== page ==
4. This was a good post! I've been freaking out a little because my LO is just about to get to that age where it's not just nurses and night-nights, but actual real discipline has to happen. I've been having to remind myself that my primary responsibility is to raise children who know and love the Lord--even if I let them watch tv. ;)

    ReplyDelete
  5. Beautiful post! I let Damian watch TV occasionally until first trimester when I was just too tired to move or do anything for him... like read him a book. We watched a lot of movies--Lightning McQueen from Cars was our "Kermit the babysitter." I felt guilty too but honestly it was that or just let him run wild through the house and I figure this way he was at least safe. And now that things are better, TV is back to being limited. I know they say "it's bad for kids" but our children are growing up in a world filled with screens. How exactly are we supposed to teach them when it's appropriate if we don't start from the beginning. So thank you for this wonderful post :-)

    ReplyDelete
    Replies
    1. Thank you for a wonderful comment! And AMEN to the importance of teaching our children how to balance screen time (and other technology) in their lives!

      Delete
  6. I love this Michelle! I work part time from home and its easy to feel very guilty about letting the TV babysit sometimes especially on busy days and when I need to talk on the phone and sound like a professional working at a real office not a mom with a hungry baby and wild toddler. When I start feeling guilty I try to remember that an hour of Thomas the Tank engine or the Beginners Bible allows me to stay home with the kids while Jeff is in school. Sounds like a great trade to me. And when Jeffery starts climbing the couch telling me he's Jonah climbing mountains on his way to Tarshish (sp?)I figure it can't all be bad :-)

    ReplyDelete
    Replies
    1. Haha...not bad at all! Media/screen time can be such a good for children (like the example you give!) but also so good for moms :-) Glad to hear you guys are doing well!

      Delete
  7. Thanks for this great post, Michelle! This is an issue that I struggle with a lot - my little guy's screen time tend to be my screen time. My only chance to check email, blogs, etc, seems to be when he's sitting on my lap absorbed in a video on the lower half of the screen. In fact, that's what's happening right now. It really bugs me to say the least. Thank you for your insights! They are very helpful.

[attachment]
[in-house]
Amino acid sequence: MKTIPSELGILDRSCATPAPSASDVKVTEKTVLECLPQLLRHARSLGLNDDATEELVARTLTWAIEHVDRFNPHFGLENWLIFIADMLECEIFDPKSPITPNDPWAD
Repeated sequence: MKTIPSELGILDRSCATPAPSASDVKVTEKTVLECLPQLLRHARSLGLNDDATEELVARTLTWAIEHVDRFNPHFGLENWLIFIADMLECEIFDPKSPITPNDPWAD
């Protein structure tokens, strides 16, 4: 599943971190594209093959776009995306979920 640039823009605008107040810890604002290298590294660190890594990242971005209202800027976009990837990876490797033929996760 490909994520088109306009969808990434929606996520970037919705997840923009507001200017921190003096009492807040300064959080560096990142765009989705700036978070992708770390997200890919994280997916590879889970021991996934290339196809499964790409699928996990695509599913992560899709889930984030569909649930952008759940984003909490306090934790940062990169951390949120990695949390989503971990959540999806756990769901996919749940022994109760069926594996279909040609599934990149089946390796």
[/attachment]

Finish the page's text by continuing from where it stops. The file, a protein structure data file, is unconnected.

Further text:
ReplyDelete
    Replies
    1. You know, when I think back on my own childhood, a lot of my fond memories were of my parents somehow including me in their interactions with technology. My dad loved computers (this was back in the 80s) and from a young age he shared that with us and didn't hesitate to let us play around with a keyboard or to sit with him while he was on the computer. I have the feeling the same will be true with your little one...that he'll look back fondly at the memories of Mommy included him by letting him sit on her lap and watch a cartoon while she worked/checked blogs and email!

      Btw...I didn't realize until just now that you have a blog!!! You can bet I'll be adding it to my blog feed :-)

      Delete
    2. Thank you for bringing up those memories! They reminded me of my own, which I haven't really thought of in a very long time. My dad works in computer science so I also have a lot of early memories of him showing off his prized technology to little me. He even made some games! I also remember once I was a little older and my siblings came along, our favorite TV shows were usually just really good bonding time for us. They were a springboard for our imagination. Characters, stories and themes spilled over into the rest of life in often very positive ways...like how my little sister adored Blue's Clues (which perhaps you never watched), so I and my brother would play real life "Blue's Clues" with her. Fun times. It isn't all evil. But of course, we still need balance.
      As for the blog, I just started blogging again! Thanks for reading :)

      Delete
    3. You're totally right! That's exactly what I'm talking about! (And sadly, we didn't have cable until high school so I totally missed out on Blues Clues!) but yeah...already a reasonable amount of TV-time has made my daughter soooo much more creative!

      Delete

There was an error in this gadget